The general election is on Nov. 3. From a look at the candidates to the ballot issues to making sure your vote is counted, here's a look at what to know.
We're presenting this voter guide in chronological order of the process. The topics include:
- Registering to vote.
- Learning about candidates and issues.
- Turning in your ballot.
- Making sure your vote is counted.
- Staying safe while voting during a pandemic.
Chapter one: How to register to vote
First thing first: making sure you're able to vote in the first place.
Anyone interested in voting can register in person at your voter registrar's office. You can also register by mail by picking up an application from the registrar, libraries, government offices or high schools.
You can also request a voter application by clicking or tapping here, then mailing it to the voter registrar in your county of residence.
You will not be fully registered until you have filled out your application, signed it, and mailed it to the registrar.
In order to be eligible to vote, you must be registered or have your application postmarked 30 days prior to the election. The deadline for the November 3 election is October 5.
Additionally, if you were previously registered but moved to a new county or state, you will need to register within your new county.
To find out more about mail-in voting, you can click or tap the link below.
Chapter two: Your ballot and important dates
The last day to register to vote in Texas is October 5.
The first day of early voting for in-person voting is October 13. The deadline for in-person early voting is October 30.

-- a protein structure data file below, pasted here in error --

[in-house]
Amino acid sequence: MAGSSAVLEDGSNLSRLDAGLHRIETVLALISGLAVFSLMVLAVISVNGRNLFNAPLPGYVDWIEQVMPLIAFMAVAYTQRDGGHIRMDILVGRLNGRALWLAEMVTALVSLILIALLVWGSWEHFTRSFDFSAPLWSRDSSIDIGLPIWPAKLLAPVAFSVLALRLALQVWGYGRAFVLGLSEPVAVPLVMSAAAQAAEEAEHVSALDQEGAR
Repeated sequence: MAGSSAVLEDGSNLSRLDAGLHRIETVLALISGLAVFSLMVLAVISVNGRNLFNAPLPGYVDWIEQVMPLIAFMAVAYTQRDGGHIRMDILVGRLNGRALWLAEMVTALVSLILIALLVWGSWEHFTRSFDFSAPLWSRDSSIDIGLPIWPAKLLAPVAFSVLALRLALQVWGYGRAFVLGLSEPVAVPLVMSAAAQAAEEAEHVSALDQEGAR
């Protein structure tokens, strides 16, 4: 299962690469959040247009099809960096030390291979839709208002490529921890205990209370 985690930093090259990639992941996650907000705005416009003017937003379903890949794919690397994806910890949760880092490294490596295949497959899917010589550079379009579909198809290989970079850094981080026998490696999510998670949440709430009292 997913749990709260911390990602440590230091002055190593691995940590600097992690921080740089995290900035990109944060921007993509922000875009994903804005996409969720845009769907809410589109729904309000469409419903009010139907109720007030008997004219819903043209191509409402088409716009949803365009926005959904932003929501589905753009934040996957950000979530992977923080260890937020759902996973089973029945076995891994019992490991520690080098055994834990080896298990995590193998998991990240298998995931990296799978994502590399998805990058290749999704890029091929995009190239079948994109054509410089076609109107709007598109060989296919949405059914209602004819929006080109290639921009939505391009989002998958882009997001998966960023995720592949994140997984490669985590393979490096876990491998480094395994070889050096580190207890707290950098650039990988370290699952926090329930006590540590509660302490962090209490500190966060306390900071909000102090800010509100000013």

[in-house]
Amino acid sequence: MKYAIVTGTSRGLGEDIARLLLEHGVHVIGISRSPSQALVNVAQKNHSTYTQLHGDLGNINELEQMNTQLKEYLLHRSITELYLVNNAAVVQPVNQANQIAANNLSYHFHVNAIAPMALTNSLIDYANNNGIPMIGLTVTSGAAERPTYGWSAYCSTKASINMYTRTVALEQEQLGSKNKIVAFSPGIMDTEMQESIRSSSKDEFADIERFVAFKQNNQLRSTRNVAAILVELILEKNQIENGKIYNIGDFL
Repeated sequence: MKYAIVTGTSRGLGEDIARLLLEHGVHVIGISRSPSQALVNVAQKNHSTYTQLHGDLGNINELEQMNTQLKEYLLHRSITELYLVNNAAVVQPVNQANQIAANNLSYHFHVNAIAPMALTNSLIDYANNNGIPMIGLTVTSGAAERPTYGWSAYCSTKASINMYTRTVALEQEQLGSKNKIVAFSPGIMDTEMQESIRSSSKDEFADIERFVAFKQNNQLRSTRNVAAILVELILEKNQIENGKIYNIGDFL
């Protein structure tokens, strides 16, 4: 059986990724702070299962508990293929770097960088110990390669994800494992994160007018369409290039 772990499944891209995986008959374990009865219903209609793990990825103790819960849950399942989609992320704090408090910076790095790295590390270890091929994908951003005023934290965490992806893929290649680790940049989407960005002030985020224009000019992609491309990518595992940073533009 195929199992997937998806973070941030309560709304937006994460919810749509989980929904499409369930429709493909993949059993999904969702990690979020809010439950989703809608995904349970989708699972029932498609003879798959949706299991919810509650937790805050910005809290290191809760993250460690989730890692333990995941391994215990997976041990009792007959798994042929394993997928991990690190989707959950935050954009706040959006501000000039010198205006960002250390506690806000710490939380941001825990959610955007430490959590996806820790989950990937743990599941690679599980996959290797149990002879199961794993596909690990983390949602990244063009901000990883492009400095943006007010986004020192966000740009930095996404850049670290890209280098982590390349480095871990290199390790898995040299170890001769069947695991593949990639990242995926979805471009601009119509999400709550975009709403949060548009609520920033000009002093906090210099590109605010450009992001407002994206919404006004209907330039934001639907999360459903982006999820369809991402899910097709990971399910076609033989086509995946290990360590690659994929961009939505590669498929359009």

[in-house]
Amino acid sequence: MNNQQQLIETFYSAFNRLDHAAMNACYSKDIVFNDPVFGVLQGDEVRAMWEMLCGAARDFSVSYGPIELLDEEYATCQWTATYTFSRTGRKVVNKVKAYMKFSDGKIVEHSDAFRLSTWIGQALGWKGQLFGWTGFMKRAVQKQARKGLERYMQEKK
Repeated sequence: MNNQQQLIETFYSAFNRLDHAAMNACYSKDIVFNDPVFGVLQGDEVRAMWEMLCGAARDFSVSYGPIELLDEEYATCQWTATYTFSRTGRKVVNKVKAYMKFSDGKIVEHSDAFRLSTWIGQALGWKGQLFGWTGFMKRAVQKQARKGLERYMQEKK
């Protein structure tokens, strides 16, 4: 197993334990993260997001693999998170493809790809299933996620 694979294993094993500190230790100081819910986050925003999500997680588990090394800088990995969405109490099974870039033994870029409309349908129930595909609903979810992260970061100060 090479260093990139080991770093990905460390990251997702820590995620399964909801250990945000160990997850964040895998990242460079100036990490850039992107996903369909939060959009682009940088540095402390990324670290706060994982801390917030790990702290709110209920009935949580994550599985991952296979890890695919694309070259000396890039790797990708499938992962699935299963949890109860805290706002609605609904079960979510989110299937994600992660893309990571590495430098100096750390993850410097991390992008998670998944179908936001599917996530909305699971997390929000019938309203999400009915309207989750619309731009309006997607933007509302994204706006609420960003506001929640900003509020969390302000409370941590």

Election Day is November 3.
If you are applying for a mail-in ballot, you must send in your application to the early voting clerk in your county. The application can be received no later than October 23.
You can vote up until 7 p.m. on election day (Nov. 3). If you're in line at a polling center at 7 p.m., it will stay open until your vote is counted.
Chapter three: Rundown of major races
Here's a look at some of the key races in Texas and an introduction to the candidates.
The big stories this year include the presidential race as well as a U.S. Senate seat.
Other major races include the 11 Congressional District race, where the winner will take over from Mike Conaway, who is retiring after his term ends.
Incumbent Republican Donald Trump won Texas against Democrat Hillary Clinton with 52.2% of the vote.
The state has favored Republicans in every presidential election between 2000 and 2016.
President Trump will be facing off against former Vice President Joe Biden. Their running mates are Mike Pence and Kamala Harris.
One of Texas's biggest races is the senate race between Republican incumbent John Cornyn and Democratic nominee M. J. Hegar.
U.S. House of Representatives
11th Congressional District
After Representative Mike Conaway announced his decision to retire in 2019, several candidates lined up to run for the seat. August Pfluger came out on top in the March primary.
Pluger will face off against Jon Mark Hogg, the Democratic candidate for the seat.